ATP cross country vs. Part 135 cross country

matt152

Well-Known Member
A few times I have flown cross-county flights (greater than 50 miles) and just done an approach at another airport, and then returned to the original point of departure. No landing at the other airport. My understanding is that this time counts as cross-country for ATP purposes.

However my reading of the cross country reg in Part 1 leads me to believe that this time counts as cross country ONLY for ATP purposes. No good for Part 135 mins, since a landing is required for non-ATP cross country work.

In addition, Part 135 mins only require "cross country" meaning a landing at another airport, not necessarily an airport 50 miles away from the point of departure.

If this understanding is correct, I am curious as to how you more experienced guys log your cross country time. Do you use a different column for "ATP purposes" and "50-mile X/C with a landing" and "X/C with a landing, less than 50 miles?" I can see where an electronic logbook might make this a little easier.

Thanks for your thoughts.
 

Van_Hoolio

Well-Known Member
You are correct about the ATP vs 135 cross country logging regulations. I put a custom column in my electronic logbook called "Airport to Airport" that I used to keep track of 135 X-C time. I never needed to put in a new column for ATP cross countries that didn't include a landing. I always did at least a touch-and-go to keep it simple.
 

Maurus

The Great Gazoo
When you get "cleared for the option", take the option to do a touch and go. If just "cleared for the low approach", ask for a touch and go.
 

Maurus

The Great Gazoo
Do a quick search and you will find about 5 threads about electronic logbook programs all occurring in about the last two months or so.
 

sorrygottarunway

Well-Known Member
I like the online one, but would warn of possibly the site shutting down one day. I don't see anywhere on there where you can export to something, although I could be mistaken.
 

Nihon_Ni

Well-Known Member
I don't log ATP x/c or airport-to-airport x/c. (By the time I had 1500 I had just shy of 500 "landing 50 nm away" x/c.) It wouldn't take long to dig through my logbook and find these types of times since there are few of them. I know of guys who use the X/C column of their log book to mean any of these three definitions, but the 50 nm is more common.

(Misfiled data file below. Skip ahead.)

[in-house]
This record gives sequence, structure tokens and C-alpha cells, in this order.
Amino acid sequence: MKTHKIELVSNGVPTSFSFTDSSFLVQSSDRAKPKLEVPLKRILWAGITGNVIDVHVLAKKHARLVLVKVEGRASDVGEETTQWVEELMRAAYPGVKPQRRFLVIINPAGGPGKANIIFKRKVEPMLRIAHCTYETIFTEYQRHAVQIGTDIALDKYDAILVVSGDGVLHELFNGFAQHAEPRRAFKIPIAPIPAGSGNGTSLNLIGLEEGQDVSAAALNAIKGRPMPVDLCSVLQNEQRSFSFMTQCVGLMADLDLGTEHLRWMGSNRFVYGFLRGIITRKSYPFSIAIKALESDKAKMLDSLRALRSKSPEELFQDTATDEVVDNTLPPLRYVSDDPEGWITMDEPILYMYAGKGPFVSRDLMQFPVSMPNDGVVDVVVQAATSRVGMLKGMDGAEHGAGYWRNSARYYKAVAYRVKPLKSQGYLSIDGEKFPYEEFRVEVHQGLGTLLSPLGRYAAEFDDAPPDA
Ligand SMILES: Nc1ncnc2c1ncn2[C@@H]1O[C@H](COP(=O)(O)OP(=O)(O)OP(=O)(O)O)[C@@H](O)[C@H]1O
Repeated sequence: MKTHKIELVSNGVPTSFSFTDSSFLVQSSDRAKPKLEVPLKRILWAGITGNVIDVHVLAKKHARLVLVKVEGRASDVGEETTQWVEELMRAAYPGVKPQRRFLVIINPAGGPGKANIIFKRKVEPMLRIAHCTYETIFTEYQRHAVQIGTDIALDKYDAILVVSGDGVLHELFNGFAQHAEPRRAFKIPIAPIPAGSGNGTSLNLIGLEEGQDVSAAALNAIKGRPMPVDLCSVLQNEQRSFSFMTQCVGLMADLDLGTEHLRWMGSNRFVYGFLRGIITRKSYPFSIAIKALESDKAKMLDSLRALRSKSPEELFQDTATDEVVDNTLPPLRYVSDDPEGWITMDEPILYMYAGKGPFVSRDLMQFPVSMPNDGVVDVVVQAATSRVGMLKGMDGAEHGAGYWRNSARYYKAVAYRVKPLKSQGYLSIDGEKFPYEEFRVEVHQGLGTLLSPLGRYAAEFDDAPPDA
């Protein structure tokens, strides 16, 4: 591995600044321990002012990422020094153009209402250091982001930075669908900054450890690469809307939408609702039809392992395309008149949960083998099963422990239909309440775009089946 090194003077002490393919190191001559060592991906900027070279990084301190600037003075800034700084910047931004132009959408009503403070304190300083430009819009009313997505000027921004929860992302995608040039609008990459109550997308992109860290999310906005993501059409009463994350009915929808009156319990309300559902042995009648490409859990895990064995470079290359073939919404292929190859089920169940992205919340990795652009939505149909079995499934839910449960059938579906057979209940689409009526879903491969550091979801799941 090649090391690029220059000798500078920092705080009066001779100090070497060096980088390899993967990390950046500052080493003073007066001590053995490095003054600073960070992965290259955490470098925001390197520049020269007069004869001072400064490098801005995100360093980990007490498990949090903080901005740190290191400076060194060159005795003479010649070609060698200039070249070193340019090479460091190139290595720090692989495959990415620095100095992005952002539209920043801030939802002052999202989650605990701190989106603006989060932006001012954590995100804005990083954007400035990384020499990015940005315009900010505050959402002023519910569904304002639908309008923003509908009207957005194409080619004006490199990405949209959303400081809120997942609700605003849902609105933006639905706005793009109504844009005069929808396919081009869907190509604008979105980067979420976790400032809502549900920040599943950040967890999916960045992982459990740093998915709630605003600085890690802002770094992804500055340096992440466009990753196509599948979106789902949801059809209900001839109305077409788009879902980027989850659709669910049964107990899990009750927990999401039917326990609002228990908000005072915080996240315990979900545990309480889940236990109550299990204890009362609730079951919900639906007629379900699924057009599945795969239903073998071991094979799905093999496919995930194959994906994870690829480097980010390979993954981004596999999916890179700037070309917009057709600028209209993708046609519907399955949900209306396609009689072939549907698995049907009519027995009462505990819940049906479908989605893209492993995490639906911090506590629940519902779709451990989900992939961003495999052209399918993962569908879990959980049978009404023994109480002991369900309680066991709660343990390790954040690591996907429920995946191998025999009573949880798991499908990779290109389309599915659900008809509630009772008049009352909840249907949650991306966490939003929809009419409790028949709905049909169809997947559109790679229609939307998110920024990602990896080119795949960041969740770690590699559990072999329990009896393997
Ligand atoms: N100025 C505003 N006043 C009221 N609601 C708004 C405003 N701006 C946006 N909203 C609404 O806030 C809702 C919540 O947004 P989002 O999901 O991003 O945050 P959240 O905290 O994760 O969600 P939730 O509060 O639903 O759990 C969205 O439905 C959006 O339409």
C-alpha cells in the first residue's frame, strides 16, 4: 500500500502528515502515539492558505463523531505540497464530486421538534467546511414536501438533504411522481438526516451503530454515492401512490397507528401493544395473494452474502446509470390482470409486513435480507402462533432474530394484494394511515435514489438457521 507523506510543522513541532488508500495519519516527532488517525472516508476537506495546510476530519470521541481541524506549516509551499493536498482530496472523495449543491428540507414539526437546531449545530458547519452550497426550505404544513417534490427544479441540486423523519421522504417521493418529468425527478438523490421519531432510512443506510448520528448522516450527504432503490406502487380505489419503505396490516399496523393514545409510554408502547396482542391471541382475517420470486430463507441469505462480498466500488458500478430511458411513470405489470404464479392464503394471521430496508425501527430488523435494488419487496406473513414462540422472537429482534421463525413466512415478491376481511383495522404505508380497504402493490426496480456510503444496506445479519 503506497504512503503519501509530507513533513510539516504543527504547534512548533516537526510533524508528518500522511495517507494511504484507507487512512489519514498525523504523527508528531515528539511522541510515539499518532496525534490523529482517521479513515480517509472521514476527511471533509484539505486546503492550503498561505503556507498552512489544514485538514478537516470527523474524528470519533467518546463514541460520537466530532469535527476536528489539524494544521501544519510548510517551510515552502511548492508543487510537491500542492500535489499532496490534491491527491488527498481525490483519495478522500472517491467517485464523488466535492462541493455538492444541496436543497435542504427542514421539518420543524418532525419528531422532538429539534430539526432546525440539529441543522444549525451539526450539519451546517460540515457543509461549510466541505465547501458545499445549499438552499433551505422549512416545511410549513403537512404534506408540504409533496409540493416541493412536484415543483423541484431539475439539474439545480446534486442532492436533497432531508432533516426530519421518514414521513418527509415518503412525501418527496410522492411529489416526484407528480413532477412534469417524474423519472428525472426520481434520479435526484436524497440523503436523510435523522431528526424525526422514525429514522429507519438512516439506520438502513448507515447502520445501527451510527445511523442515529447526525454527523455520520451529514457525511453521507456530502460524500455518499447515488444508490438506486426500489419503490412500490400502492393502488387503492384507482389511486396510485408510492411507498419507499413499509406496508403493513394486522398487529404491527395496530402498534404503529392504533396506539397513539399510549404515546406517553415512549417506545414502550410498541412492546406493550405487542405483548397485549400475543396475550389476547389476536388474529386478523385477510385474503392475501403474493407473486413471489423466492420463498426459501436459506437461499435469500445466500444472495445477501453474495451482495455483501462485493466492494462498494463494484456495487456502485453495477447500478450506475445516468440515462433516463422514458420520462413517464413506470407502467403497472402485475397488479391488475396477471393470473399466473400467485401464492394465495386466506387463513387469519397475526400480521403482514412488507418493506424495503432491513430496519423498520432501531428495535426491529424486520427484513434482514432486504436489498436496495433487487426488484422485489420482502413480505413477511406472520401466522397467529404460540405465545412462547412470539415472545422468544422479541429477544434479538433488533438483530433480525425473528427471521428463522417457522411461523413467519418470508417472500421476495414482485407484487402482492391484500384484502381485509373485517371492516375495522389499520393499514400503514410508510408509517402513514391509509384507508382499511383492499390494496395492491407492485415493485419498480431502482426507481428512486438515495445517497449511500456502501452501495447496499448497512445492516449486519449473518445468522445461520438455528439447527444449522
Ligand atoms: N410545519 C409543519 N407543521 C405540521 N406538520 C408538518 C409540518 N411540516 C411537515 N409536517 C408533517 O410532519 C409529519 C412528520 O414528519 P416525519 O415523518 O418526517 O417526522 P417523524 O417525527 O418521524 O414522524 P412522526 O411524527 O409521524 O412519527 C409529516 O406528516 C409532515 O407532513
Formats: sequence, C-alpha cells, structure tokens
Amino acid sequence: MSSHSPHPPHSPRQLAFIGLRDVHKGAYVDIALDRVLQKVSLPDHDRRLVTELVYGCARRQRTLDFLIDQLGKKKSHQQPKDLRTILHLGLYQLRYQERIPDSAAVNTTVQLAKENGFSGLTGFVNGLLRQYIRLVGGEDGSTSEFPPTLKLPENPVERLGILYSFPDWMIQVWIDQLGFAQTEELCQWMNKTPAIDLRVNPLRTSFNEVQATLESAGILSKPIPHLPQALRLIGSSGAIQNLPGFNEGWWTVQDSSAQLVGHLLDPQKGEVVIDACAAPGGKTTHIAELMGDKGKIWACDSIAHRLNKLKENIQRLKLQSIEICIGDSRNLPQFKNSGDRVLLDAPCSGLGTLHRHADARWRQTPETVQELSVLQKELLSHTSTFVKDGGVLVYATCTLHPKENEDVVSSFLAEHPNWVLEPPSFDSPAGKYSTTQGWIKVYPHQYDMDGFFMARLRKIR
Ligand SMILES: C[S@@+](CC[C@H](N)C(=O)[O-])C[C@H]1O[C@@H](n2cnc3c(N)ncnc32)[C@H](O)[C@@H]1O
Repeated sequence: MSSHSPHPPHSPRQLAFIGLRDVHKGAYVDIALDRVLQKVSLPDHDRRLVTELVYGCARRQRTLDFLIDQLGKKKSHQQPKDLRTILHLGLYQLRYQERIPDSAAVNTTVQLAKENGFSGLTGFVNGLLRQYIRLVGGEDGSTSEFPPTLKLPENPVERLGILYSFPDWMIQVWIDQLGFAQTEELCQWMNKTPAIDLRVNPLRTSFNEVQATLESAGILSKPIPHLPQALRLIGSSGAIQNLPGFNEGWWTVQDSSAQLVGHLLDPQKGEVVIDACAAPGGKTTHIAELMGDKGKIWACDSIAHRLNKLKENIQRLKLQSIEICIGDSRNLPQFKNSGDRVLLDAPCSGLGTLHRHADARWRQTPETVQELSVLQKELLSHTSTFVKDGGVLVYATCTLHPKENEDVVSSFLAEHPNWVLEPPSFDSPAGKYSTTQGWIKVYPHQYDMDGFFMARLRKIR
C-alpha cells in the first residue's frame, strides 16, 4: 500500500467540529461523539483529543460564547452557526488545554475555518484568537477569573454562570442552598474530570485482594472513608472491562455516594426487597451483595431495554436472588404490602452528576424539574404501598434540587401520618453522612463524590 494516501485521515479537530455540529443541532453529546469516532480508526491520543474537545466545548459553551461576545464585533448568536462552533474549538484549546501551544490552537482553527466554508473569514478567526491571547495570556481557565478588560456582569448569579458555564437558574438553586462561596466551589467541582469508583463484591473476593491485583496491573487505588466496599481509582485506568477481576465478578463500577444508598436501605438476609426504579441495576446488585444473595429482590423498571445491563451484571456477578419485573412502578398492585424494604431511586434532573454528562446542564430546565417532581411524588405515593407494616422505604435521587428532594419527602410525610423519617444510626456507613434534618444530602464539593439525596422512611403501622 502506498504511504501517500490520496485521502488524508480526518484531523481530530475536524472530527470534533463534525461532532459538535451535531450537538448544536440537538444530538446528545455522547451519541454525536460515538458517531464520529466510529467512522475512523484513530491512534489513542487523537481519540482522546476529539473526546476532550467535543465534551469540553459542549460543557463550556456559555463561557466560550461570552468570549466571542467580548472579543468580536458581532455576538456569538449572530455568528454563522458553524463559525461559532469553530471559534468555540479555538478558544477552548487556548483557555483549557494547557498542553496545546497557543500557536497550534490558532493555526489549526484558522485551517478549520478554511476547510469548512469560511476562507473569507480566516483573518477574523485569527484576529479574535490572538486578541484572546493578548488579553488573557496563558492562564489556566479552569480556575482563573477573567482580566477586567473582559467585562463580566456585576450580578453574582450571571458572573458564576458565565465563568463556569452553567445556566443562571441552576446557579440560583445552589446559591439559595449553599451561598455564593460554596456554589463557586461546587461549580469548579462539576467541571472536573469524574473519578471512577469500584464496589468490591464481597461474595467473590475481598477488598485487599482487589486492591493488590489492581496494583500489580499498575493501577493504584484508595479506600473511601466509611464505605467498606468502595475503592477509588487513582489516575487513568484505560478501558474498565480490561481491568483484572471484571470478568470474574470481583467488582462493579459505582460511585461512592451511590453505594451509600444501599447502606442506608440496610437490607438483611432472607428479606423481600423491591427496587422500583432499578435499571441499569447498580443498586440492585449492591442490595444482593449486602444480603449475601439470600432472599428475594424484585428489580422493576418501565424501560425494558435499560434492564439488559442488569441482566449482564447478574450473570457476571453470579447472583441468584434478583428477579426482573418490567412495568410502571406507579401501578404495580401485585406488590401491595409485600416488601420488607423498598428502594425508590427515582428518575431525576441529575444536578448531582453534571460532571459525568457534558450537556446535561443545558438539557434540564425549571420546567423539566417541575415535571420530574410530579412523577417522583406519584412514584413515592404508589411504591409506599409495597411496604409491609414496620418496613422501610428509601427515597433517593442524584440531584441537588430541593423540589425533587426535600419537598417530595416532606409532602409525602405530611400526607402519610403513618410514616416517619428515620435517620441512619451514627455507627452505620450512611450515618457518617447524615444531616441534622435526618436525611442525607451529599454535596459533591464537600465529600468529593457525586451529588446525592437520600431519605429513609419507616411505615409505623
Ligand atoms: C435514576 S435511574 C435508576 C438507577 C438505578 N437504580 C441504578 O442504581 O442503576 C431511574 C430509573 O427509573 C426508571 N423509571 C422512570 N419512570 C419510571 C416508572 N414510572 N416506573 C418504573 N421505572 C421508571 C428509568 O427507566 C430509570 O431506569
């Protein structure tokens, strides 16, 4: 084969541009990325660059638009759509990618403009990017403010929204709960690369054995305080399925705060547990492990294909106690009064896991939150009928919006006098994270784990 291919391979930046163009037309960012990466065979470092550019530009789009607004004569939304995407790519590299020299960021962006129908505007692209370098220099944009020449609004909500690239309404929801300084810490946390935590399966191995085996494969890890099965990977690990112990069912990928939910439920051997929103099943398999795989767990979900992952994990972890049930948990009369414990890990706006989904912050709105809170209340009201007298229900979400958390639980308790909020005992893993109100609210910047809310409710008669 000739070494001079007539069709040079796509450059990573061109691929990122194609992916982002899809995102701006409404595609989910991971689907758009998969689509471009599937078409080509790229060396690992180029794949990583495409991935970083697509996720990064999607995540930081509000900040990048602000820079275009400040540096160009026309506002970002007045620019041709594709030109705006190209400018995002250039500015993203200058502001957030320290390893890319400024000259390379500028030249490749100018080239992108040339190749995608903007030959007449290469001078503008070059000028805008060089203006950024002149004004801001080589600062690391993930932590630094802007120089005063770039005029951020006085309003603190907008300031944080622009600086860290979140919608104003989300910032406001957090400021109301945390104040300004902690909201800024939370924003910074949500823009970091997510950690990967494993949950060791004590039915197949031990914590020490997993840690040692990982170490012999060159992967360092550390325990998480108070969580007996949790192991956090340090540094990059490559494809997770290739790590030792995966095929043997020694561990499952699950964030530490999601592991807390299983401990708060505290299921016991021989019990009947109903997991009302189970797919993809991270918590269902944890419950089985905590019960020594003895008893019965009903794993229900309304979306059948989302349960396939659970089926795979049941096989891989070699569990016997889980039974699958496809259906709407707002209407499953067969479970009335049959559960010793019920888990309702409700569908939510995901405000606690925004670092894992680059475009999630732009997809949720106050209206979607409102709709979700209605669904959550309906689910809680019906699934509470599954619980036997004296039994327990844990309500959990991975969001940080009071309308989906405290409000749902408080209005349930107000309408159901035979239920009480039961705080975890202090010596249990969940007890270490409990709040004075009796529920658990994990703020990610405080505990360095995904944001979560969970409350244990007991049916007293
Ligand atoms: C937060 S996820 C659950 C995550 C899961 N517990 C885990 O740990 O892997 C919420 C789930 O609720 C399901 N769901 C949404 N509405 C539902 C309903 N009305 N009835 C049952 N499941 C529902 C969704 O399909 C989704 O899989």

A better question would be, why are you doing an approach 50 nms away and not making a landing (more than once)?
 

Goodspeed

Well-Known Member
After reading this thread I tried signing up for FlightLogg.in but every time I go to register it returns me to the main menu and then says my password is invalid, anyone else have trouble?
 

CoffeeIcePapers

Well-Hung Member
After reading this thread I tried signing up for FlightLogg.in but every time I go to register it returns me to the main menu and then says my password is invalid, anyone else have trouble?
Seems like a bug. Email the owner of the site, he is usually fast to fix bugs.
 

Hacker15e

Dunning–Kruger Observer
I don't log ATP x/c or airport-to-airport x/c. (By the time I had 1500 I had just shy of 500 "landing 50 nm away" x/c.) It wouldn't take long to dig through my logbook and find these types of times since there are few of them. I know of guys who use the X/C column of their log book to mean any of these three definitions, but the 50 nm is more common.

A better question would be, why are you doing an approach 50 nms away and not making a landing (more than once)?
This is a rule that helps military guys who mostly take off and land at the same airport, yet can go a LONG way from that airport during that in-between time.
 

killbilly

Vocals, Lyrics, Triangle, Washboard, Kittens
I just started entering my logbook into Flightlogg.in and I must say it's pretty cool.

In my paper logbook, I only note the >50nm flights in the XC column, but in the electronic one, I list all the point-to-point as XC as well. If I'm understanding the totals it's giving me, it's actually parsing the <50nm from the >50nm in the totals, which is kind of handy. I'm not totally sure yet, because I haven't finished loading everything, but it seems to be doing that.
 

CoffeeIcePapers

Well-Hung Member
I just started entering my logbook into Flightlogg.in and I must say it's pretty cool.

In my paper logbook, I only note the >50nm flights in the XC column, but in the electronic one, I list all the point-to-point as XC as well. If I'm understanding the totals it's giving me, it's actually parsing the <50nm from the >50nm in the totals, which is kind of handy. I'm not totally sure yet, because I haven't finished loading everything, but it seems to be doing that.
My suggestion is to just log the >50 NM as XC and it will calculate the point to point or "135" XC for you. The feature I like best is the map that shows all of your routes.
 

killbilly

Vocals, Lyrics, Triangle, Washboard, Kittens
My suggestion is to just log the >50 NM as XC and it will calculate the point to point or "135" XC for you. The feature I like best is the map that shows all of your routes.
That sounds like what I'm doing. I think.
 
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